Issue #1534 – Posted on: 22-June-2020


Much thanks to the many of you who came out to visit us during last week’s reopening! We are pleased to report that everything went very smoothly and we appreciate the many customer compliments we received regarding our enhanced cleaning practices and physical distancing measures. It was very important to us that you felt safe and comfortable in your Bushwakker and we are very happy to have met that goal. We discovered a few little items which we have improved upon but overall there were smiles all around from both customers and staff (even from under our masks!)  It was like a big family reunion – in the new normal-style! Our revised menu was also well received and we are glad you found our cuisine changes to be positive overall.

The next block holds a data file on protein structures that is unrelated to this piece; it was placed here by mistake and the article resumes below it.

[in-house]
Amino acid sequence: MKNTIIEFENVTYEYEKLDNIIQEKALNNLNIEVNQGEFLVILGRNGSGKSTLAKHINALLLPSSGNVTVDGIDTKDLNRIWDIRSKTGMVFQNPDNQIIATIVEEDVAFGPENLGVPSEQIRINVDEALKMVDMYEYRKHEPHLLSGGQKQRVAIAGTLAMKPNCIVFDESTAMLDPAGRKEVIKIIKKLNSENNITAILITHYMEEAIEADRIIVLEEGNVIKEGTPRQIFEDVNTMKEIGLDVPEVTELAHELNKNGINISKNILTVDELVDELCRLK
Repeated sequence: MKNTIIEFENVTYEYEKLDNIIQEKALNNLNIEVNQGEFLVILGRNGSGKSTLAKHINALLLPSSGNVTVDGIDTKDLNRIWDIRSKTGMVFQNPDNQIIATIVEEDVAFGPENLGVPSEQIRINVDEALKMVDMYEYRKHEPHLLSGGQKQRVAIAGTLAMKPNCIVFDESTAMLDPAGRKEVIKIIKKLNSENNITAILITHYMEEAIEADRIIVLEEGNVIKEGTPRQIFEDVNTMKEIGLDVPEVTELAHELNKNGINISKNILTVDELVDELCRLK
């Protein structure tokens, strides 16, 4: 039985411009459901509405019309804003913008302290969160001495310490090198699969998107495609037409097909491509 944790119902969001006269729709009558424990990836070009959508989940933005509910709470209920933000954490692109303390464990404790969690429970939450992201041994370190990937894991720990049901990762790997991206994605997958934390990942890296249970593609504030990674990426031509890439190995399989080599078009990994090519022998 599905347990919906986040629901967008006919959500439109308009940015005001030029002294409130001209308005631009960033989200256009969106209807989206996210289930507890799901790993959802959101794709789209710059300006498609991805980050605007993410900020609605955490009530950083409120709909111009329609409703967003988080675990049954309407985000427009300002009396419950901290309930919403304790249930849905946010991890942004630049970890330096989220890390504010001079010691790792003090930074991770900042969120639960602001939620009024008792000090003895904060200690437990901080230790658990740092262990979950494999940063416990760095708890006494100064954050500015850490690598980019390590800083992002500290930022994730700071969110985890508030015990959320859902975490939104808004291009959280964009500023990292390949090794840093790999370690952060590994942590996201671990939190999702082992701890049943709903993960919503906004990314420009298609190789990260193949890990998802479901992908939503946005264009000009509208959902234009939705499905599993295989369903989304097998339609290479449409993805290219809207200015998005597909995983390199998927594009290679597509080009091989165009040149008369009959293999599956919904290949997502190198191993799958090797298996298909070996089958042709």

Please remember that reservations will be accepted and are encouraged for any time and on any day so give us a call at 306-359-7276 to secure your table. Please note under current guidelines the maximum number of people who can be seated at the same table is limited to six. Larger reservations must occupy more than one table and maintain physical distancing between each table.

Our new hours of operation will be Monday to Saturday from 11:30 AM until 9:00 PM. We will be closed on Sundays. And for all of the folks who have enjoyed our food and beer to go over the last few weeks, don’t worry because those takeout services will definitely continue.

Please continue to practice your safe social distancing practices. Let’s bring on Phase Four! Remain connected to one another and to us! In addition to this weekly newsletter, we are very active on Facebook, Twitter and Instagram. Check-in with us often as we navigate this new chapter together. Try to support local businesses whenever possible. Be vigilant in your resolve to protect yourselves which in turn will protect others.